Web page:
Interchurch Families as Ecumenical Instruments by Ruth Reardon AIF – UK

Interchurch Families: Ecumenical Instruments

From the time we came together as interchurch families in the 1960s, we believed we could  contribute to our churches’ moving together towards unity. But I didn’t really think of us as ‘ecumenical instruments’ until I was asked to write a chapter for the forthcoming Oxford Handbook of Ecumenical Studies precisely on interchurch families as ecumenical instruments. Under ‘Instruments’ we were to stand alongside the World Council of Churches, the Pontifical Council for Promoting Christian Unity, Bilateral Dialogues, the Groups des Dombes, the Week of Prayer for Christian Unity etc! I was surprised, but ready to try. My chapter has three sections.

Do we recognise ourselves as ecumenical instruments? Do the churches recognise us as such?

The World Gathering of Interchurch Families, Rome 2003, said that ‘we believe we have a significant and unique contribution to make to our churches’ growth in visible Christian unity’.  This conviction came from groups and associations of interchurch families from eleven countries. They give a voice to a particular kind of ‘mixed marriage’ in which both partners remain faithful to their original church membership, but are committed to participate in the life and worship of their spouse’s church so far as they can. They share parental responsibility if they have children, and bring them up appreciating both their Christian traditions. It is these groups and associations that I considered as ‘ecumenical instruments’. Over the years, the institutional churches have increasingly recognised their ecumenical role.

How do interchurch families contribute to Christian unity?

They embody unity simply by growing together as partners, parents and families. As the partners grow in married love, sharing their lives together, respecting and forgiving and learning from one another, they find that this attitude can extend to one another’s churches too. They take on a larger identity that includes rather then excludes; they discover that differences can be enriching and are not necessarily divisive. Their children inherit this wider identity. They share their experience of unity with others, taking on responsibilities in each other’s churches, encouraging clergy and congregations of both to join in celebrating family occasions – unity can become for others a living reality in a new way. They host ecumenical house-groups for Bible study or prayer.  As ‘domestic churches’ they are one church at home, living under one roof and sharing their resources; in their everyday lives they create a living and healing connection between their ecclesial communities.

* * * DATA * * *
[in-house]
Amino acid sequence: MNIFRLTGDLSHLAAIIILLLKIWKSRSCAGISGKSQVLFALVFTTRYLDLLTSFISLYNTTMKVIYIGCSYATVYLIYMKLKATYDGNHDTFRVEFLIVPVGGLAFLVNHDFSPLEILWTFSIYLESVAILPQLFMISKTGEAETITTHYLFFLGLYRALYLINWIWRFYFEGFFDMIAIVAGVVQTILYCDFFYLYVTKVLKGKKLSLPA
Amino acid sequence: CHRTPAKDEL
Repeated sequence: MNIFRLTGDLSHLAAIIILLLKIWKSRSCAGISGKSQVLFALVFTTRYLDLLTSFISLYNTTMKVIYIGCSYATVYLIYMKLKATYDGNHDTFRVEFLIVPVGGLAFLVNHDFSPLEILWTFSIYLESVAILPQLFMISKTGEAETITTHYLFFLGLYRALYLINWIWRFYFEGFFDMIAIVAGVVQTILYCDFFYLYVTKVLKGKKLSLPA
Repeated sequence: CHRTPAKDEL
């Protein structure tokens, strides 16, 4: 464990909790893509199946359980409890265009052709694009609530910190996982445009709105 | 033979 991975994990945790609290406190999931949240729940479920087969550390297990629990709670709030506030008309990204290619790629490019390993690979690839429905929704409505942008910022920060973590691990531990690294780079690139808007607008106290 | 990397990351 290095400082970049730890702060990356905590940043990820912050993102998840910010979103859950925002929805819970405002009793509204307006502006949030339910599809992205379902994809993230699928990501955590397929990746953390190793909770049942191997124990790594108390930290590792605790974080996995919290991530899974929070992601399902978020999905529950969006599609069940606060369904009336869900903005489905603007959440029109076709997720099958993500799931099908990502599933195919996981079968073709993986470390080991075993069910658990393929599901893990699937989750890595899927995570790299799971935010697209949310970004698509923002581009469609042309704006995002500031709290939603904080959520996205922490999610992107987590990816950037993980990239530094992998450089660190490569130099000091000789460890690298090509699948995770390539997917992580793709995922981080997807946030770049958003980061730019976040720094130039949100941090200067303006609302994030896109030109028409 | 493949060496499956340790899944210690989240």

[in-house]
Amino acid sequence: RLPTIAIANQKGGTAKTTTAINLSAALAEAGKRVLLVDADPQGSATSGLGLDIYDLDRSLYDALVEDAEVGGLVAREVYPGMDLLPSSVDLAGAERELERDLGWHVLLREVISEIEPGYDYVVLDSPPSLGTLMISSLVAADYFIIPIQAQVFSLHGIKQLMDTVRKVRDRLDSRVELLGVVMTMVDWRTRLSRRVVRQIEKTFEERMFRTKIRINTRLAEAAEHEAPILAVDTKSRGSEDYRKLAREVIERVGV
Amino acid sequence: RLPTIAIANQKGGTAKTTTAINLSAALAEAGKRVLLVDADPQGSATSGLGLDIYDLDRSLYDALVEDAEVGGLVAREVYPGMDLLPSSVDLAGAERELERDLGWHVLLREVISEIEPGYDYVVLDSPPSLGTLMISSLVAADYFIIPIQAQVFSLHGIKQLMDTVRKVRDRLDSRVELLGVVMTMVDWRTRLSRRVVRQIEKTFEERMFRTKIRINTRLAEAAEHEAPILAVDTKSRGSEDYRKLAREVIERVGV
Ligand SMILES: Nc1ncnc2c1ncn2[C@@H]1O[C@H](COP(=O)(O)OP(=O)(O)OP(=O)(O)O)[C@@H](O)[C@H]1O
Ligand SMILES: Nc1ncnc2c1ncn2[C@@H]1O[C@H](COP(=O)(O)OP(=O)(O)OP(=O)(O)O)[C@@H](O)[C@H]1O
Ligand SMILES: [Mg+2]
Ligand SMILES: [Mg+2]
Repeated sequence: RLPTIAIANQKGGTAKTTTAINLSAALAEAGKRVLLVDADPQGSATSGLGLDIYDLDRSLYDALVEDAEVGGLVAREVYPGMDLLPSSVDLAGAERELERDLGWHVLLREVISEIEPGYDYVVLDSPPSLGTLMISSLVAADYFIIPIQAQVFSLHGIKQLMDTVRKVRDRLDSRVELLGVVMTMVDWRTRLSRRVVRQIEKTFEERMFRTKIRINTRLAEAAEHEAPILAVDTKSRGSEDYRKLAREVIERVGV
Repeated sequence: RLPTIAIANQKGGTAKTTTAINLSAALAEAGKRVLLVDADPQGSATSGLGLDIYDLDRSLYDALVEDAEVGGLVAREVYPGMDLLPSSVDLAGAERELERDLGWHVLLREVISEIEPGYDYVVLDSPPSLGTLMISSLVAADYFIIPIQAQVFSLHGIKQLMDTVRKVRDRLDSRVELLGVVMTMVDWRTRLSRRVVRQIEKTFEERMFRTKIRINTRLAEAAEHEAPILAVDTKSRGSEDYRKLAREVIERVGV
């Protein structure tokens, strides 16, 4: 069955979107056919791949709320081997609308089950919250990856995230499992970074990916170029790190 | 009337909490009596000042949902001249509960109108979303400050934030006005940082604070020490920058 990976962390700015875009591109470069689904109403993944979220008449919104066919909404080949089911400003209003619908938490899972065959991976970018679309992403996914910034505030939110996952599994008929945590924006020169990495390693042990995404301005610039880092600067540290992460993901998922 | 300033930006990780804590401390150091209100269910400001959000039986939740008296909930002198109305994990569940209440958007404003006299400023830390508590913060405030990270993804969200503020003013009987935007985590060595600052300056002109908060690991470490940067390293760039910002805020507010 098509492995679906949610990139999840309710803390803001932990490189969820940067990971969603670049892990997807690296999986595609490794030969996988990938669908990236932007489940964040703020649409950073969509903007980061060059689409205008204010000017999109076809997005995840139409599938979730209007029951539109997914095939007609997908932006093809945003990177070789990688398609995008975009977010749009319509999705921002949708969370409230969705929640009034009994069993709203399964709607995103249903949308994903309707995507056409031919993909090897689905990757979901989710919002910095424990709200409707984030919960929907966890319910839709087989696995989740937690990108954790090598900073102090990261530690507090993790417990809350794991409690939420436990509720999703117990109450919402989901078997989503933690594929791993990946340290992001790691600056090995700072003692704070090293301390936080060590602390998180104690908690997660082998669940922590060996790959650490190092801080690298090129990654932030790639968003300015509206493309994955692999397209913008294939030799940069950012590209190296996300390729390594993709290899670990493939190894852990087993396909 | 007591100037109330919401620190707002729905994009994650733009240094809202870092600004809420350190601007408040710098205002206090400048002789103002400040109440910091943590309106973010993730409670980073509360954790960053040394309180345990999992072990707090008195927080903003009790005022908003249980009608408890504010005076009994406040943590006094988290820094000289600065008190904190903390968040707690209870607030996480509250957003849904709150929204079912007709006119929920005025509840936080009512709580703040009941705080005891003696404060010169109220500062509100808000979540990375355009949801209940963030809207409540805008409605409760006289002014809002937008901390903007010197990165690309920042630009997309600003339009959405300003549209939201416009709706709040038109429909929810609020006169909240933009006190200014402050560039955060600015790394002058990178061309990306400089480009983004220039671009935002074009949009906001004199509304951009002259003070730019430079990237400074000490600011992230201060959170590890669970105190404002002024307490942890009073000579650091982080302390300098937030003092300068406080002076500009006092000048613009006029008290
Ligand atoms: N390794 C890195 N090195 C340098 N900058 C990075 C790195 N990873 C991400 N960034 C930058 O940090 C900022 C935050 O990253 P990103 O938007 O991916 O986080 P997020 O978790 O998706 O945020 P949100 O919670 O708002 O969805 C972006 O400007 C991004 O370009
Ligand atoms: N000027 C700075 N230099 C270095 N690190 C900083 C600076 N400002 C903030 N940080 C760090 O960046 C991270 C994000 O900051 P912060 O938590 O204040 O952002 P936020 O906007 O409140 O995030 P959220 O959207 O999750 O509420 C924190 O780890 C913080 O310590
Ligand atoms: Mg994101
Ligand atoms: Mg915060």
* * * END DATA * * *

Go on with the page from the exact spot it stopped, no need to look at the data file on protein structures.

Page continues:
How can interchurch families become more effective ecumenical instruments?

Because of their two-church solidarity they challenge the institutional churches, and especially the Roman Catholic Church whose self-understanding includes a sense of being ‘church’ in a fullness that it does not attribute to other ecclesial communities. Challenges to accepted ways of thinking ask for change and so are always uncomfortable. But because change and conversion is needed on the ecumenical journey, challenges can be received as gifts. In their refusal to be divided, interchurch families witness to the priority of relationships in promoting Christian unity, to spiritual ecumenism and the ‘ecumenism of life’. Other aspects of unity are important, but these are central. It is not easy for the churches, and especially the Catholic Church, to receive interchurch families as gifts, but what has been happening over the years is the development of a better pastoral understanding of interchurch families in their concrete situation.  In itself this leads to ecumenical progress; a response to pastoral need helps to break down an institutional mentality. However, to be effective, instruments must be put to use. There are signs that this is being recognised, but relevant church authorities need to take action.

Ruth Reardon

Originally written for the British AIF News; reprinted with permission from Ruth Reardon, this article appeared in the May 2012 edition of the ARK, a publication of the American Association of Interchurch Families, Volume 23, Edition 5

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